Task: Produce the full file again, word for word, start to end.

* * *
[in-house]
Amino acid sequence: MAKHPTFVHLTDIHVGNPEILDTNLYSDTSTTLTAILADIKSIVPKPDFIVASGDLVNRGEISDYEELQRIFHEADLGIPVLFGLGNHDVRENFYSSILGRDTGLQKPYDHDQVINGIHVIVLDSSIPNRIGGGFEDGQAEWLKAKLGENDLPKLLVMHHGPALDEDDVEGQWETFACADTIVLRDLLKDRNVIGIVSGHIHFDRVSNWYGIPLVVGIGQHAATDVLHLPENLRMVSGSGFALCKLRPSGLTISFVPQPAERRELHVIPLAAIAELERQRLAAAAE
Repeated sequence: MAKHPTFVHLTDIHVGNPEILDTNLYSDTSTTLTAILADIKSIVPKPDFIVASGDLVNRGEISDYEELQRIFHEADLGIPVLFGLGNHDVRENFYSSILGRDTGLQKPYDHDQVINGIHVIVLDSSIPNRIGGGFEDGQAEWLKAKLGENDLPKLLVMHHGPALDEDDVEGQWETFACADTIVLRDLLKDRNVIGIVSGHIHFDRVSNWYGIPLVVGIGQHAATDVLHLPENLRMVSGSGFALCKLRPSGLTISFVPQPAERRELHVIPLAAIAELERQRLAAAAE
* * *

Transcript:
[in-house]
Amino acid sequence: MAKHPTFVHLTDIHVGNPEILDTNLYSDTSTTLTAILADIKSIVPKPDFIVASGDLVNRGEISDYEELQRIFHEADLGIPVLFGLGNHDVRENFYSSILGRDTGLQKPYDHDQVINGIHVIVLDSSIPNRIGGGFEDGQAEWLKAKLGENDLPKLLVMHHGPALDEDDVEGQWETFACADTIVLRDLLKDRNVIGIVSGHIHFDRVSNWYGIPLVVGIGQHAATDVLHLPENLRMVSGSGFALCKLRPSGLTISFVPQPAERRELHVIPLAAIAELERQRLAAAAE
Repeated sequence: MAKHPTFVHLTDIHVGNPEILDTNLYSDTSTTLTAILADIKSIVPKPDFIVASGDLVNRGEISDYEELQRIFHEADLGIPVLFGLGNHDVRENFYSSILGRDTGLQKPYDHDQVINGIHVIVLDSSIPNRIGGGFEDGQAEWLKAKLGENDLPKLLVMHHGPALDEDDVEGQWETFACADTIVLRDLLKDRNVIGIVSGHIHFDRVSNWYGIPLVVGIGQHAATDVLHLPENLRMVSGSGFALCKLRPSGLTISFVPQPAERRELHVIPLAAIAELERQRLAAAAE